By T S Sudhir and Pratiba Raman
It has always been a numbers game for Nandan Nilekani. From propelling Infosys to one of India’s top three IT companies to allotting 60 crore Indians a twelve digit unique identification number to `121789′, the six digit membership registration number that marks his political identity in the Congress party, Nilekani is now engaged in winning the battle of the votes in Bangalore (South) Lok Sabha constituency.
If the political turf seems alien, Nilekani has to only saunter across to his neighbourhood in Bangalore (Central) to feel at home. Fighting the election there is another Infosyscian, V Balakrishnan on the Aam Aadmi Party ticket. On New Year’s eve, this 48-year-old from Vellore in Tamilnadu decided he had worn the hat of the Board member of India’s bluechip IT major long enough and discarded it for the Aam aadmi topi. Now as he caps his brilliant career with an electoral debut, Bala as he is called by friends, reckons he has “nothing to lose”.
Further north, IIM professor Rajeev Gowda could have been the Congress candidate to challenge the might of BJP’s Sadananda Gowda, former Karnataka chief minister, in Bangalore (North) constituency. But the 50-year-old Prof Gowda lost in the primaries on March 13 to a more old world Congressman, C Narayanaswamy. Nilekani himself is up against AAP’s Nina Nayak, a highly respected child rights activist. In India’s Silicon Valley, this Lok Sabha election is witnessing a paradigm shift in the kind of people bravely stepping into the cesspool of Indian politics. It is as if these new age politicians have decided to change the political discourse, idiom and ecosystem in Bangalore, with a vengeance.
“Real change comes only through the political process,” says Nandan Nilekani, explaining why he took the plunge. “As a technocrat, I had reached the limit of what I could achieve.” After 28 years at Infosys, in 2009, Nilekani took charge of the Unique Identification Authority of India till this month, when he resigned after joining the Congress.
“Young professionals coming to political field is what we need. They will be the face. It has been a murky business. Technocrats come with a reputation and they will inspire more of the young to create change,” says Nina Nayak.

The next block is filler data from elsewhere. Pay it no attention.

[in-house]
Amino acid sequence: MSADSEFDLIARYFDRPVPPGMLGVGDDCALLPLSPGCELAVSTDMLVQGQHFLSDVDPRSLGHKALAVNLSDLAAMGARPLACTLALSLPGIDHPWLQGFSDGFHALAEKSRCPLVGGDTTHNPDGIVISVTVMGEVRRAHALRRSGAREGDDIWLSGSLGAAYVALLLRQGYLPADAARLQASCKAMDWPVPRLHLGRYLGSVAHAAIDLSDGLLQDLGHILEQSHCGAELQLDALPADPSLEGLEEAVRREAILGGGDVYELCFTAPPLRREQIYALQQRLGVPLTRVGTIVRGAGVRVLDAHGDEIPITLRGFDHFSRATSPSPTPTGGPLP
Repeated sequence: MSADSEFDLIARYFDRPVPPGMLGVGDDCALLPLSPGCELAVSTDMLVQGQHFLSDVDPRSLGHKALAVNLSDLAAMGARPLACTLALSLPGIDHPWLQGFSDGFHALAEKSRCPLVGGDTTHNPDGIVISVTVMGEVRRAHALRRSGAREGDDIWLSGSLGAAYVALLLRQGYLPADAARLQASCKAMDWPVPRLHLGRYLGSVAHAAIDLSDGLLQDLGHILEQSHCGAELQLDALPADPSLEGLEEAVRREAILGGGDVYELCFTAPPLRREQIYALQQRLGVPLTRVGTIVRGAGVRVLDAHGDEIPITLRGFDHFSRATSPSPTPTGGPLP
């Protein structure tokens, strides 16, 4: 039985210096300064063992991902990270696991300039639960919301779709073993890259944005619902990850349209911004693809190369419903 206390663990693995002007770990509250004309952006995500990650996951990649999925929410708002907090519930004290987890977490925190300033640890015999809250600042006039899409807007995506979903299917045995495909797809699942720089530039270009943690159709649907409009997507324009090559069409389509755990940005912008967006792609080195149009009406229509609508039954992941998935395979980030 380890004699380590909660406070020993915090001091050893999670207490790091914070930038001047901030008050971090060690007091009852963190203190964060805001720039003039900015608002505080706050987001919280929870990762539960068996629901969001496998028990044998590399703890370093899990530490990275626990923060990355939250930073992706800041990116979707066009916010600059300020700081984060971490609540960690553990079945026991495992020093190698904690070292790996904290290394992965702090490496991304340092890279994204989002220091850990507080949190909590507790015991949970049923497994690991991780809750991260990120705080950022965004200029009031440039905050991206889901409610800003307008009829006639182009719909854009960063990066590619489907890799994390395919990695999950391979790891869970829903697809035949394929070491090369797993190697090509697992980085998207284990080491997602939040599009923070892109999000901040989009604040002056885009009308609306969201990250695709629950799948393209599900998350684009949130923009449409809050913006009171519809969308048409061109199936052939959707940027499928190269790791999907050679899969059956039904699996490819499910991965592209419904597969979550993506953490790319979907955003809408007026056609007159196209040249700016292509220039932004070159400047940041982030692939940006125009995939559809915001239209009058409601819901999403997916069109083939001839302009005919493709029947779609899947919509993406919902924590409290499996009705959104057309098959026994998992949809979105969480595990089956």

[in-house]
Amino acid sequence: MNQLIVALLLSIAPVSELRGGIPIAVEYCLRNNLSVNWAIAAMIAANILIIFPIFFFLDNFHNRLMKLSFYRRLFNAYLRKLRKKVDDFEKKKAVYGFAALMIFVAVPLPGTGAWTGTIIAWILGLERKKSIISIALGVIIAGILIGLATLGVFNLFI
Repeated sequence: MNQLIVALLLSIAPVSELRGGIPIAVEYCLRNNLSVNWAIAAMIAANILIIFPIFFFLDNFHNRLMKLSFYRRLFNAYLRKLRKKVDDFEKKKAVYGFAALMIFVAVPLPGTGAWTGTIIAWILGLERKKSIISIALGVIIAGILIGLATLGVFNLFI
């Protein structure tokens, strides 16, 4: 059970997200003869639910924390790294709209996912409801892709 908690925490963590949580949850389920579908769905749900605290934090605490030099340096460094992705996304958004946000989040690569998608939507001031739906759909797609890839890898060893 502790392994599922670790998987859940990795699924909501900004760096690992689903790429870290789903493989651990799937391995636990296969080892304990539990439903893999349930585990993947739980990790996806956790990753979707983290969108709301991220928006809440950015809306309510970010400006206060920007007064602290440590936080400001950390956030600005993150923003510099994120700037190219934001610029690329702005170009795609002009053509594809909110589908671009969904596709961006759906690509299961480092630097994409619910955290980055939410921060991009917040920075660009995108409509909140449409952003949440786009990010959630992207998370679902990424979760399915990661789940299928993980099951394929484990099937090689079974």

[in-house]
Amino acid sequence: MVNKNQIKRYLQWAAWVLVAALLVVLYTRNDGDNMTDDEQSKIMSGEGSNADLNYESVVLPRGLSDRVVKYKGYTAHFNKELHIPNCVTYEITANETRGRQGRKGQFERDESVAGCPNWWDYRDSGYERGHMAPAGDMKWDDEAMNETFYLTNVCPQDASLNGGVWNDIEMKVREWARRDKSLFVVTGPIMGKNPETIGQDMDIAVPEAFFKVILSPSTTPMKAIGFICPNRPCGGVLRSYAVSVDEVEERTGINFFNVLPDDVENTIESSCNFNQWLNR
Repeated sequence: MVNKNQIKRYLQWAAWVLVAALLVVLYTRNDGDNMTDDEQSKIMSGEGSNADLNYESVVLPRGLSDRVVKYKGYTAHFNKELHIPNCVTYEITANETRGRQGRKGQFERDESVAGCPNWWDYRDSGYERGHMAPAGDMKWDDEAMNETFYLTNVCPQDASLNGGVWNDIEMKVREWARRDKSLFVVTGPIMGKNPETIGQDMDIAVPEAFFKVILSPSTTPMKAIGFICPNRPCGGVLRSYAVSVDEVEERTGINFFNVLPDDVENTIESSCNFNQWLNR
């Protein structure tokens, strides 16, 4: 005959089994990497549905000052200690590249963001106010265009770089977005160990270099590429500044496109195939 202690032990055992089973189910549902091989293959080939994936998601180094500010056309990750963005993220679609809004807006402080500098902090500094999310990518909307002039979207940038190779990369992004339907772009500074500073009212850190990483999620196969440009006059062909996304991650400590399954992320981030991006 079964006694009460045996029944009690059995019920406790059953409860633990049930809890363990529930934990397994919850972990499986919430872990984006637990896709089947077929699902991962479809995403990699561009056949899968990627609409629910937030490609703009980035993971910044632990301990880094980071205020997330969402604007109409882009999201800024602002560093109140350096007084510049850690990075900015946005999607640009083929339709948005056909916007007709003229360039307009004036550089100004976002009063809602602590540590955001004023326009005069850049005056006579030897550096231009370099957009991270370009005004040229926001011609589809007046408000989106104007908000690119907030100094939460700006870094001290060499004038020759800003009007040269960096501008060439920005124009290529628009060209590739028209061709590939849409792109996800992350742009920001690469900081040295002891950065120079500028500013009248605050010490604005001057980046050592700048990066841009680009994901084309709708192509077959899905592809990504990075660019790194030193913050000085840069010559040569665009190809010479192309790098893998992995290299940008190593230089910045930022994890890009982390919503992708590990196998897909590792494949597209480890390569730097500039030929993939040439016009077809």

Bangalore has been a BJP bastion for some years now. All the sitting MPs from the three urban Bangalore constituencies are from the BJP and 58-year-old Nilekani will be trying to upset the applecart of former Union minister Ananth Kumar, who has been a five-time MP from Bangalore South. The BJP however is dismissive of the new entrants, arguing apples cannot be compared with oranges. “Political field is different from IT. They never felt the pulse of the people,” says Sadananda Gowda. Karnataka Chief minister Siddharamaiah doesn’t agree. “Voters of Bangalore South are fed up with Ananth Kumar. His image isn’t good. People want clean image. Nandan Nilekani has that,” he says.
On the poll campaign, the personal worth of the likes of Nilekani (Rs 7700 crore) and Balakrishnan (Rs 185 crore) also makes it easy for their rivals to label them elitist. Senior BJP leader Venkaiah Naidu adds, “They belong to the upper strata of society who have no connection with the problems of the urban poor.”
Which is why Nilekani is letting his 16.47 lakh voters browse into his history to emphasise his roots. “I was someone who came from a very humble background. My father was a mill manager, he lost his job when I was 12 and I had to go and live with my uncle. When I left IIT, I had just 200 rupees in my pocket. So they see me as someone who was able to achieve a lot starting from a very humble background. They see me as someone who can help meet their aspirations,” says Nilekani.
It is obvious the learning curve is steep and the professionals keep falling back on their experience in more familiar terrain to guide them. “When you work in the corporate world, you know who your shareholders, employees and customers are,” says Balakrishnan. “But in a political world, anyone you meet may be a stakeholder and will have an opinion on what you are doing. So talking to them, convincing them helps you gain a new perspective.”